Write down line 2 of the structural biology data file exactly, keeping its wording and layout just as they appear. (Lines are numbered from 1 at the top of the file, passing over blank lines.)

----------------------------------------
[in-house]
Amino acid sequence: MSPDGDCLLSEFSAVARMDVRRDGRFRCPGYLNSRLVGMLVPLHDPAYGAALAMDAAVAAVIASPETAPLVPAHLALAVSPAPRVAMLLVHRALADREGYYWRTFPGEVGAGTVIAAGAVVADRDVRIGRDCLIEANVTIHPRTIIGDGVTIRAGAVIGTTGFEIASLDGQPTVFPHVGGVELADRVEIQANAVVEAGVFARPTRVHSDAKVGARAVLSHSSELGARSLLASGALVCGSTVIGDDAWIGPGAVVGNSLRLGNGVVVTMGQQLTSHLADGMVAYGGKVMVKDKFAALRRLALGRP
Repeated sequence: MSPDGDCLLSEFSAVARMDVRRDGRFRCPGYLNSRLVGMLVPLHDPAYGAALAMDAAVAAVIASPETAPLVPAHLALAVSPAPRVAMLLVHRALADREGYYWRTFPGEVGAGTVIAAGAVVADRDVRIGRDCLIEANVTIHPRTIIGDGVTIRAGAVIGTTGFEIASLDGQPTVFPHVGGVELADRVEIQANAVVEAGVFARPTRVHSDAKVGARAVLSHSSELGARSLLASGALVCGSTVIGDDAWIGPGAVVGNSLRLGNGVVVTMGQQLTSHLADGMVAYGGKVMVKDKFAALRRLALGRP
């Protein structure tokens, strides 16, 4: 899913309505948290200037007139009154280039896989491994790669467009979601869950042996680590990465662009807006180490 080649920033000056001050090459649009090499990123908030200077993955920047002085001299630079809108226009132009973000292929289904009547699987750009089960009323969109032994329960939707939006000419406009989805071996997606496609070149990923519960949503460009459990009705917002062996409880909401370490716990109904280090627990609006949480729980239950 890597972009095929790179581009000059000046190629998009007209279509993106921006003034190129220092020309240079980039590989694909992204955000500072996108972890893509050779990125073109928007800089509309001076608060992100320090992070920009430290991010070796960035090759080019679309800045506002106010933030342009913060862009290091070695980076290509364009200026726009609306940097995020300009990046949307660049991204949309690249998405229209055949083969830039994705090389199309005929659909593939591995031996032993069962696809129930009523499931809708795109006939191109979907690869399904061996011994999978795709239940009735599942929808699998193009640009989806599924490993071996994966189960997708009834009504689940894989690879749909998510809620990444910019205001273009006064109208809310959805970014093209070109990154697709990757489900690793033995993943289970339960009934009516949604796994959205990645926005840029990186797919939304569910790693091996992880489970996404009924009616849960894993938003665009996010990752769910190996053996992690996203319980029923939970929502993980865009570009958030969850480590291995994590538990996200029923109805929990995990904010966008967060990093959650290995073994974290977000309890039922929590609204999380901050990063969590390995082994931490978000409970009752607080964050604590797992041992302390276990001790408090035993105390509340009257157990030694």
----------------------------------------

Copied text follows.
Amino acid sequence: MSPDGDCLLSEFSAVARMDVRRDGRFRCPGYLNSRLVGMLVPLHDPAYGAALAMDAAVAAVIASPETAPLVPAHLALAVSPAPRVAMLLVHRALADREGYYWRTFPGEVGAGTVIAAGAVVADRDVRIGRDCLIEANVTIHPRTIIGDGVTIRAGAVIGTTGFEIASLDGQPTVFPHVGGVELADRVEIQANAVVEAGVFARPTRVHSDAKVGARAVLSHSSELGARSLLASGALVCGSTVIGDDAWIGPGAVVGNSLRLGNGVVVTMGQQLTSHLADGMVAYGGKVMVKDKFAALRRLALGRP